RDP File Generation/Use of HERE-Strings

PowerShell Team

Over on the Everyday Nerd blog, I found a great blog entry you should read:  Create multiple RDP files with PowerShell.  He describes his environment where he has to manage a large set of servers using Remote Desktop (RDP).  Having to configure the RDP settings each time he connects to the server, he decided to automate the process by writing a script which generates the RDP files for him. 

The script itself is cool but the think I wanted to highlight was that the script is a great illustration of a very powerful scripting design pattern.  It uses:

  1. A Template file which defines the structure of the output
  2. A Script which takes input, applies it to the template and generates output
  3. A CSV file which drives the script

This pattern has a number of advantages including:

  • You can change the template file without touching the code. 
    • If the script is digitally signed, you can change the template without affecting the digital signature. 
    • The person updating the template might not have any programming skills
  • Using a CSV file allows you to have this script driven using the IT Pro’s favorite input editor:  EXCEL.

I have a couple of suggestions for how to improve the script.

Use HERE-strings

I continue to see scripts which use lots of string processing which look difficult to create and maintain and are fragile because they are complex.  Here is the example from the script:

    # Begin building RDP file
    $temp = "`nfull address:s:" + $Entry.IP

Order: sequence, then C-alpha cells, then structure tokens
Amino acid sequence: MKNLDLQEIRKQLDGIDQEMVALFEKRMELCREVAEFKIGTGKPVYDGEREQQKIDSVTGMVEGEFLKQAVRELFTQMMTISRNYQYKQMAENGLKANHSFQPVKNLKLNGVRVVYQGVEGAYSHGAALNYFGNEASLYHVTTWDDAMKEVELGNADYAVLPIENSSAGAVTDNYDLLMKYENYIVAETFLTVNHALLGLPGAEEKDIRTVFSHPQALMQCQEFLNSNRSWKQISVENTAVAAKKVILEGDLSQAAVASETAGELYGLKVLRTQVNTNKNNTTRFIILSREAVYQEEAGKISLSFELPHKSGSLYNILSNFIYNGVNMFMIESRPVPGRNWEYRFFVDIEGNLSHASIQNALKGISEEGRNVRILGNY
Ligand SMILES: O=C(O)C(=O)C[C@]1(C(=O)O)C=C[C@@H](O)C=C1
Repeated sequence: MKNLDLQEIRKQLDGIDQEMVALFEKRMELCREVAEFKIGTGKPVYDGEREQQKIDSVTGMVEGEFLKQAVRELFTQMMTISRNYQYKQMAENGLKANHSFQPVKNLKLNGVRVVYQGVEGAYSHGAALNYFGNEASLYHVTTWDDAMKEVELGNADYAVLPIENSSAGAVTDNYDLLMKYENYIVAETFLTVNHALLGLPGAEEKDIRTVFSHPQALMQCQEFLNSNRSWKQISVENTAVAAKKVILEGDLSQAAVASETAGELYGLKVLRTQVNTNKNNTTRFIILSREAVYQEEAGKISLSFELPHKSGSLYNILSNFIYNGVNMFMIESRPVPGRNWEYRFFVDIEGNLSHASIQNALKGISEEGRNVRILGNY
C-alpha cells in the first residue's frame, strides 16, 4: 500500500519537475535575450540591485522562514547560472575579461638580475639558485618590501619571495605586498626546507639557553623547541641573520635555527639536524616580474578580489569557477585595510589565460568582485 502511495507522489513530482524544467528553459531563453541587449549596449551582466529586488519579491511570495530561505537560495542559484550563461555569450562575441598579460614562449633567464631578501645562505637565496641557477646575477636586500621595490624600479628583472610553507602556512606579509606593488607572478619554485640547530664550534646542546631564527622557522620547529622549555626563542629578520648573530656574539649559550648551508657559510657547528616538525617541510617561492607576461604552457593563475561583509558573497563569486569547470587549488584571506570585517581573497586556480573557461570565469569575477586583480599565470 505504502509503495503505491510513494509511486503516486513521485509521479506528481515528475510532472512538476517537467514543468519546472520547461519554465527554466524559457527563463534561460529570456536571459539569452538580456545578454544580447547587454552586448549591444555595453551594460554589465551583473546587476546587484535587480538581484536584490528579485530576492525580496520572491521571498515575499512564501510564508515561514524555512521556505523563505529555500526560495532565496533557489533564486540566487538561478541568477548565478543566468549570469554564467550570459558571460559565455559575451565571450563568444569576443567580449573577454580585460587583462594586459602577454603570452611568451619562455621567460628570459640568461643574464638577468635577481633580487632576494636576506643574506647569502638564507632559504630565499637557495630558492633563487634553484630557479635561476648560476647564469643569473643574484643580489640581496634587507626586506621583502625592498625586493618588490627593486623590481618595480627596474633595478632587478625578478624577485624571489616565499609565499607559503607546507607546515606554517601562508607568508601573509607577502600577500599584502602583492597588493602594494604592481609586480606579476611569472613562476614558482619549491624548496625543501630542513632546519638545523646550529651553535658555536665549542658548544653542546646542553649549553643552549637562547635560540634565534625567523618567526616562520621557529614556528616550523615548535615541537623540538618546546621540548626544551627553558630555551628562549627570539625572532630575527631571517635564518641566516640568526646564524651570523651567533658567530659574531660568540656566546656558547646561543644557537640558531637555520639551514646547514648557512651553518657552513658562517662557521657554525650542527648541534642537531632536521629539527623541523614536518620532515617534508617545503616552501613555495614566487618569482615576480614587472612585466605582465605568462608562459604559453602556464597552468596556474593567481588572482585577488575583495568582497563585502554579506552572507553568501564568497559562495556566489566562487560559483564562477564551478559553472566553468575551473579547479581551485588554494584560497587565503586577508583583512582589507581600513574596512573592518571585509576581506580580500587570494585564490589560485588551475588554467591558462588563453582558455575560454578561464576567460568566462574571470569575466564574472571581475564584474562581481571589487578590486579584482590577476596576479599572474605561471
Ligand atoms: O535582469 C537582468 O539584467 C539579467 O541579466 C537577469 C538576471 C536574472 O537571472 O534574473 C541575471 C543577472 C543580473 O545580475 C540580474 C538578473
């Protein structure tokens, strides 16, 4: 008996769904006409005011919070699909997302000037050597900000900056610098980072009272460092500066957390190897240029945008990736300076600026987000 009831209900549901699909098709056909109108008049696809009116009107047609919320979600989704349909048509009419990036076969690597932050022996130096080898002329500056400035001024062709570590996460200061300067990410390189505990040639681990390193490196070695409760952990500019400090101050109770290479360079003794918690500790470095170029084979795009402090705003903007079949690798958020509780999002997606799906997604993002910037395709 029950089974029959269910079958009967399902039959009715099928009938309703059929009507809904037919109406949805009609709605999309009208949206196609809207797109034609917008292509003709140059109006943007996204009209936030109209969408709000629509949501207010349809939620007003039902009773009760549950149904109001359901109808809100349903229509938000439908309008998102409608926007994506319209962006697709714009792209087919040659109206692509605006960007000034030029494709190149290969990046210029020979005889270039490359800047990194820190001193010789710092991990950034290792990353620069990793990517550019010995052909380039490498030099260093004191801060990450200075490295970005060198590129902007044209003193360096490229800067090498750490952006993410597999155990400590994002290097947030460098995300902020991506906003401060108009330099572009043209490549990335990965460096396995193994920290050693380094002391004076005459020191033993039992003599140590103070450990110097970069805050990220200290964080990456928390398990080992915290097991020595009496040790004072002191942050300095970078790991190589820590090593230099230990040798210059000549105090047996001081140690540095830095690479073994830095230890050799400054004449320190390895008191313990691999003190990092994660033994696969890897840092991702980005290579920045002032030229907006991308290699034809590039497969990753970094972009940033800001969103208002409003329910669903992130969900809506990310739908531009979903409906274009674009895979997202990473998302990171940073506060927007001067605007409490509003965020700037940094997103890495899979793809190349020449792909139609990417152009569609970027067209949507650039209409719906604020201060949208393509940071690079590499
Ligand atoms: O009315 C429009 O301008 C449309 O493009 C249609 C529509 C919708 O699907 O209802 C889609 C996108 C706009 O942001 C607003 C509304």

switch ($resolution) {
      "1024×768" {
        $temp = $temp + "`nscreen mode id:i:1"
        $temp = $temp + "`ndesktopwidth:i:1024"
        $temp = $temp + "`ndesktopheight:i:768"
  $temp = $temp + "`nusername:s:" + $Entry.USER

      "1152×864" {
        $temp = $temp + "`nscreen mode id:i:1"
        $temp = $temp + "`ndesktopwidth:i:1152"
        $temp = $temp + "`ndesktopheight:i:864"
  $temp = $temp + "`nusername:s:" + $Entry.USER

This is exactly the sort of code we hoped to eliminate by providing HERE-strings.  HERE-Strings allow you to easily create multi-line strings (with or without variable expansion and command substitution).  HERE-Strings are NOT an advanced topic – every PowerShell scripter should take the time to learn how to use HERE-Strings.  Advanced scripters should use them because they are incredibly powerful.  Beginner scripters should use them because they are incredibly easy and reduce the complexity and fragility of your scripts.

Here is the same logic refactored and written with HERE-Strings:

    # Begin building RDP file
    $temp = "`nfull address:s:" + $Entry.IP
    switch ($resolution) {
      "1024×768" {
        $width = 1024
        $height = 768

      "1152×864" {
        $width = 1152
        $height = 864
    $temp = $temp + @"
screen mode id:i:1
username:s: $($Entry.USER)

In this example I used double quotes which allow variable expansion (Notice the use of $width and $Height) and command substitution (notice the use of $($Entry.USER) [you could put any command or command sequence within $() and we’ll run it and substitute it’s output into the string]).